# First, do a homog opt, and pickle the optimized tree. # Here I use a bionj tree, but you could use whatever. read('d.nex') a = var.alignments[0] dm = a.pDistances() t = dm.bionj() d = Data() t.data = d t.newComp(free=1, spec='empirical') t.newRMatrix(free=1, spec='ones') t.setNGammaCat(nGammaCat=4) t.newGdasrv(free=1, val=0.5) t.setPInvar(free=0, val=0.0) t.optLogLike() t.name = 'homogOpt' t.tPickle() # Then, do the test ... read('homogOpt.p4_tPickle') t = var.trees[0] read('d.nex') d = Data() t.data = d t.compoTestUsingSimulations() # Output would be something like ... # Composition homogeneity test using simulations. # Pvalues are shown. # Part Num 0 # Part Name all #   # All Sequences 0.0000 # Or using more sims for more precision, and also doing the # Chisquare test for contrast ... t.compoTestUsingSimulations(nSims=1000, doChiSquare=True) # Output might be something like ... # Composition homogeneity test using simulations. # Pvalues are shown. # (Pvalues from ChiSquare are shown in parens.) # Part Num 0 # Part Name all #   # All Sequences 0.0140 # (ChiSquared Prob) (0.9933) # It returns the Pvalue for the sims for the first data # partition.
It is often the case, as above, that this test will show significance while the Chisquare test does not.

property
data
¶ (property) The data object

deleteCStuff
()¶ Deletes cpointers from nodes, self, and model, but not the data.

draw
(showInternalNodeNames=1, addToBrLen=0.2, width=None, showNodeNums=1, partNum=0, model=None)¶ Draw the tree to the screen.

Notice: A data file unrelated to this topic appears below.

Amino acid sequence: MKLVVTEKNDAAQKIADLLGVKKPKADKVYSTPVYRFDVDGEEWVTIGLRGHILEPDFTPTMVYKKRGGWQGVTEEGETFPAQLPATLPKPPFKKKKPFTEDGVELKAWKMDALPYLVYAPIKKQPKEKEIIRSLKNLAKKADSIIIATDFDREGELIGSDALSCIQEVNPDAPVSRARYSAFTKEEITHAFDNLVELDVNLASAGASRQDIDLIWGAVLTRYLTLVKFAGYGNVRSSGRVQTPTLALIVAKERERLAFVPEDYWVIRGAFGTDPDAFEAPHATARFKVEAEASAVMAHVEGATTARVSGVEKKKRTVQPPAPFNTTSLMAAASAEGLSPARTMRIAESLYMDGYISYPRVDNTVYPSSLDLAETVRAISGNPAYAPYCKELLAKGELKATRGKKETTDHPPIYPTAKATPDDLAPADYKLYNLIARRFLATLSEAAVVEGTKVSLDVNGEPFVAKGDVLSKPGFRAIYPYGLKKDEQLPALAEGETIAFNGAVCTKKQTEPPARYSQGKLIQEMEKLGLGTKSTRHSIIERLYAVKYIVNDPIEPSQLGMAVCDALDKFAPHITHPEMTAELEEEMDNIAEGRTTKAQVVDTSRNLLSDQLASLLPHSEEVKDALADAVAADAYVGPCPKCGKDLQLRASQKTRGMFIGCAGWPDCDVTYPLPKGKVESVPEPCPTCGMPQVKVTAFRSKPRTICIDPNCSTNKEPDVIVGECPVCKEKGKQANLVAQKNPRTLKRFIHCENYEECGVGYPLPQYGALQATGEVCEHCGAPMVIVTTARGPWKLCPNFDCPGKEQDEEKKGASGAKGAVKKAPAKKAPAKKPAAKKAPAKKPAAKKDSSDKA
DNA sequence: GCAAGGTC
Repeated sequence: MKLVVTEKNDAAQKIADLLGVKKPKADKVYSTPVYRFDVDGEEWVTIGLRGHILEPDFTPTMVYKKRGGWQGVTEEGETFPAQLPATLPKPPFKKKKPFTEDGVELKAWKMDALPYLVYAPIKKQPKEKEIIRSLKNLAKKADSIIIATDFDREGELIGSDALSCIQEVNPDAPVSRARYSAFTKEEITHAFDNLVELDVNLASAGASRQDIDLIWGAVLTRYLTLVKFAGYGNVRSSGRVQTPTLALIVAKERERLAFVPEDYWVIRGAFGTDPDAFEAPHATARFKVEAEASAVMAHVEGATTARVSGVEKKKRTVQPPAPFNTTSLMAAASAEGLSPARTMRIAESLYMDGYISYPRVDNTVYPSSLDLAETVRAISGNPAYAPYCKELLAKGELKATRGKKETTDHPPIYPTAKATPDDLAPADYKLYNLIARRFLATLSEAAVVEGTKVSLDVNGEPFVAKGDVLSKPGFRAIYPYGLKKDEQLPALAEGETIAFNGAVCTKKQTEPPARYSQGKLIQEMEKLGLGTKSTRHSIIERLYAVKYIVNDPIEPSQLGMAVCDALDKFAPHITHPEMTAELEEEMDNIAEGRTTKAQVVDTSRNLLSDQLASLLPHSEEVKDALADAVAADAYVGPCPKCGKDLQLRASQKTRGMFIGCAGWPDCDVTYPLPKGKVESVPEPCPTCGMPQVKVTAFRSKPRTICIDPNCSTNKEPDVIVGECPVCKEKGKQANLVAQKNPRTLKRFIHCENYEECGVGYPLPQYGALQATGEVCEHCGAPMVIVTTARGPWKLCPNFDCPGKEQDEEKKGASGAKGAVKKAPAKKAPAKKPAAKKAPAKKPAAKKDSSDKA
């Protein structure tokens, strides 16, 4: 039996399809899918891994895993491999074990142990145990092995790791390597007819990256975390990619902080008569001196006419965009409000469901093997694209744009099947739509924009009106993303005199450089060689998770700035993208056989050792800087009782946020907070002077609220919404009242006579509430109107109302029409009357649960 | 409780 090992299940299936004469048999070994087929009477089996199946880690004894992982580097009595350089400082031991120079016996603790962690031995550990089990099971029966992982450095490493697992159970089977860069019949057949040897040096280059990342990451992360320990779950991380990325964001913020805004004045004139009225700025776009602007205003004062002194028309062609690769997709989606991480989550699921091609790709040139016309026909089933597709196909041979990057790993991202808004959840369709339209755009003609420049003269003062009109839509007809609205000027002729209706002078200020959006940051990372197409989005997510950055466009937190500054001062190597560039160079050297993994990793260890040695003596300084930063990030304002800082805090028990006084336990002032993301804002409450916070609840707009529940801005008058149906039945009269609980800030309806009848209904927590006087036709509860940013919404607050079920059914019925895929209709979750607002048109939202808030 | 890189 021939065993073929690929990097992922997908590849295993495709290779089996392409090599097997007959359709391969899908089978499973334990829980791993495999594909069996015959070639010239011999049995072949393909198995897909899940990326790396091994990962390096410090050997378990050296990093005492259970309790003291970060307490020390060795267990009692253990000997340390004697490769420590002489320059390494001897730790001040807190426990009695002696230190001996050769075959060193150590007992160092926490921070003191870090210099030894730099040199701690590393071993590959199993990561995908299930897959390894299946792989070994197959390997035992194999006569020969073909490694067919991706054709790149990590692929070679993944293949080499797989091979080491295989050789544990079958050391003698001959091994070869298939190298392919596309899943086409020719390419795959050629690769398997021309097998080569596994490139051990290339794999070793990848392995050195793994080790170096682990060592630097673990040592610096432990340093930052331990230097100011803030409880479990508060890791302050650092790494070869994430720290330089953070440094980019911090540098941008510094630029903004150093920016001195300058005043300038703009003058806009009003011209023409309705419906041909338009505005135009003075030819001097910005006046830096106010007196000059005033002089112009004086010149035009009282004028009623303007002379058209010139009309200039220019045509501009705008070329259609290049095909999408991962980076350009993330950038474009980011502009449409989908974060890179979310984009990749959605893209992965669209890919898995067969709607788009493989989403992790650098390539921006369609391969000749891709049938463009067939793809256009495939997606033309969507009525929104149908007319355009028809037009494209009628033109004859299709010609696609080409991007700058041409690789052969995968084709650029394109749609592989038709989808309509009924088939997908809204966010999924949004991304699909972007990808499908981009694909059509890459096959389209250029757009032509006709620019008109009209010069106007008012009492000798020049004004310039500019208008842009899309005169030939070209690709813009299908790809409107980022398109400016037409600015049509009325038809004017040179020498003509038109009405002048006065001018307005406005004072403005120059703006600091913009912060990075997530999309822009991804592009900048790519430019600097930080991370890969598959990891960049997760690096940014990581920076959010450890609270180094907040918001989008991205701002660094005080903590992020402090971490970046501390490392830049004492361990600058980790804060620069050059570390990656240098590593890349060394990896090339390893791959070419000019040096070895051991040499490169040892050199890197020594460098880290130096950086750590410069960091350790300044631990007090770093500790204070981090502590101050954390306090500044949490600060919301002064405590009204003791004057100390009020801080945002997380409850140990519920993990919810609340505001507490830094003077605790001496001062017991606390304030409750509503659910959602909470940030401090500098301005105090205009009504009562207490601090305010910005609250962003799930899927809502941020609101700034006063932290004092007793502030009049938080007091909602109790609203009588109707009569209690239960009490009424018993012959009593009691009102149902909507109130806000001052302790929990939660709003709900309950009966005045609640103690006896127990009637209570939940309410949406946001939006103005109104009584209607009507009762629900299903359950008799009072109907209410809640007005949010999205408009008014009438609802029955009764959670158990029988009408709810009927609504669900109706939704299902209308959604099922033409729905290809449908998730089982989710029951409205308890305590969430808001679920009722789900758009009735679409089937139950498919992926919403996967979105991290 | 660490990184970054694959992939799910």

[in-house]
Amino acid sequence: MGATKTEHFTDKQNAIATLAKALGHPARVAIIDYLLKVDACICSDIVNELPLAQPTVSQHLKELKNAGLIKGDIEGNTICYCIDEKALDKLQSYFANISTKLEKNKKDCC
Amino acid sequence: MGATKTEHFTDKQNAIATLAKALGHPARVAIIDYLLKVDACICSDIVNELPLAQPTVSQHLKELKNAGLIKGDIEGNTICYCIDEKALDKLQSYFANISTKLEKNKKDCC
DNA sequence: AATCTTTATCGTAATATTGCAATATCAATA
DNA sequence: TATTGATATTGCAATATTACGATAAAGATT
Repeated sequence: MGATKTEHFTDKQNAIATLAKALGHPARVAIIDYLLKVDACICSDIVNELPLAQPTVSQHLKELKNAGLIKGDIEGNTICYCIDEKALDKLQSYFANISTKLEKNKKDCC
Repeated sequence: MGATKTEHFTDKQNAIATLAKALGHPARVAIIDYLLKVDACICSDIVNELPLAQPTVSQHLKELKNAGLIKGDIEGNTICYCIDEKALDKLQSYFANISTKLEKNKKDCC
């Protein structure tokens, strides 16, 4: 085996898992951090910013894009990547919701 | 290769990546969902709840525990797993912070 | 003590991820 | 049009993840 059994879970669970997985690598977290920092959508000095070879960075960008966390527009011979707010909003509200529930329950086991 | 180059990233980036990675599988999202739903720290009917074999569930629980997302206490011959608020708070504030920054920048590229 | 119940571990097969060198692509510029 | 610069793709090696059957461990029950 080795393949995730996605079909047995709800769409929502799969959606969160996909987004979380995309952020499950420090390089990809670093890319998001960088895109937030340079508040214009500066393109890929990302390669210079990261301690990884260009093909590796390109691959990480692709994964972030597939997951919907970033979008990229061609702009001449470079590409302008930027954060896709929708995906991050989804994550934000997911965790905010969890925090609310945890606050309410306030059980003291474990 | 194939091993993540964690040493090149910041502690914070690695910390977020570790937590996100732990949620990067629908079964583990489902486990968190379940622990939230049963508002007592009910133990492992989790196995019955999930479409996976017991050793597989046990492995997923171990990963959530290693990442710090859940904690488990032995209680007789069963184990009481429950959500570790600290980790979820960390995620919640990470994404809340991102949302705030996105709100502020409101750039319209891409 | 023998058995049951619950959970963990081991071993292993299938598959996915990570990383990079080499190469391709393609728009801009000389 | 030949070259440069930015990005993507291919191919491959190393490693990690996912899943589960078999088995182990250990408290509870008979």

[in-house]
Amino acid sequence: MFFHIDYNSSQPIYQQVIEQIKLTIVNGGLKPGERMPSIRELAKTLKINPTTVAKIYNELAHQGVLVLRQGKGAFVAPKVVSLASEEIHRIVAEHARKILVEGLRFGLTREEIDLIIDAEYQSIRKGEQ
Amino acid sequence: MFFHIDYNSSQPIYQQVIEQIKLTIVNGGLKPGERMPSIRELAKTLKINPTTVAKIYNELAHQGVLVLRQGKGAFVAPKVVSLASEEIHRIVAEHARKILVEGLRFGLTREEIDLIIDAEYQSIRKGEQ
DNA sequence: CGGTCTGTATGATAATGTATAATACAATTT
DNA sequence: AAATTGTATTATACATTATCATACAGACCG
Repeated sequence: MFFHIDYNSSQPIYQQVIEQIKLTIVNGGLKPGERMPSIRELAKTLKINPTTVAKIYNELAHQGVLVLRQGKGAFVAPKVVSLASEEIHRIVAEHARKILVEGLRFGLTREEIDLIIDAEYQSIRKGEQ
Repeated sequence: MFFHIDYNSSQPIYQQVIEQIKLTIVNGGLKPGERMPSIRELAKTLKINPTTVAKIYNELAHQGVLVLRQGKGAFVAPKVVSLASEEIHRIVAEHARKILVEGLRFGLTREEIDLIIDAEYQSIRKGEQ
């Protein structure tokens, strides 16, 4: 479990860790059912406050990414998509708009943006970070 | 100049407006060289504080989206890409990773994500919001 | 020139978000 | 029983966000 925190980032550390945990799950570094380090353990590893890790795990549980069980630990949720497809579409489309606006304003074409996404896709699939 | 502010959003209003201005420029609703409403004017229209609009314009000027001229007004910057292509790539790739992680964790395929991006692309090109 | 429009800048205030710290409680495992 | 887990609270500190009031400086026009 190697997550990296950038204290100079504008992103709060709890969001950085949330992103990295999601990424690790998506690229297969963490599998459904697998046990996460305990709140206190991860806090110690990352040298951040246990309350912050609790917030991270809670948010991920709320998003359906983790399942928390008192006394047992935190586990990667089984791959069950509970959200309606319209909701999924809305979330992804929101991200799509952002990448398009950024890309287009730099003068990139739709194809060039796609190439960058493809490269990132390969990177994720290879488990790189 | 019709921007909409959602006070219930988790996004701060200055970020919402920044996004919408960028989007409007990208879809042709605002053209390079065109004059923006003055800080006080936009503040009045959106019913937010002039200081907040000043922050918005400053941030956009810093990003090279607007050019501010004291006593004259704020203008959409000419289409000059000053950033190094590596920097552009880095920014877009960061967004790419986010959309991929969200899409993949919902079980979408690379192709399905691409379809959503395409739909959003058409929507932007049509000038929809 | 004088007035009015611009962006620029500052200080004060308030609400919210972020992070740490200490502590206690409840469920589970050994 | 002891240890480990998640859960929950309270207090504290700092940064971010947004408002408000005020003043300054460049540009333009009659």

This method makes a text drawing of the tree and writes it to sys.stdout.
Arg addToBrLen adds, by default 0.2, to each branch length, to make the tree more legible. If you want the branch lengths more realistic, you can set it to zero, or better, use vector graphics for drawing the trees.
Setting arg model aids in drawing trees with treehetero models. If the model characteristic (usually composition or rMatrix) differs over the tree, this method can draw it for you.
See also
Tree.Tree.textDrawList()
, which returns the drawing as a list of strings.See the method
Tree.Tree.setTextDrawSymbol()
, which facilitates drawing different branches with different symbols.

drawTopologyCompare
(treeB, showNodeNums=False)[source]¶ Graphically show topology differences between two trees.
The two trees (self and treeB) are drawn as text, with differences highlighted with a thick branch.
The taxNames need to be set, and need to be the same for both trees.

dump
(tree=0, node=0, model=0, all=0)[source]¶ Print rubbish about self.
 tree
is the default, showing basic info about the tree.
 node
shows info about all the nodes.
 model
shows which model component number goes on which node. (which you can also get by drawing the tree)
(If you want the info about the model itself, do a aTree.model.dump() instead.)

dupe
()[source]¶ Duplicates self, but with no cpointers. And no data object.
If there is a model, it is duped.
Returns a copy of self.

dupeSubTree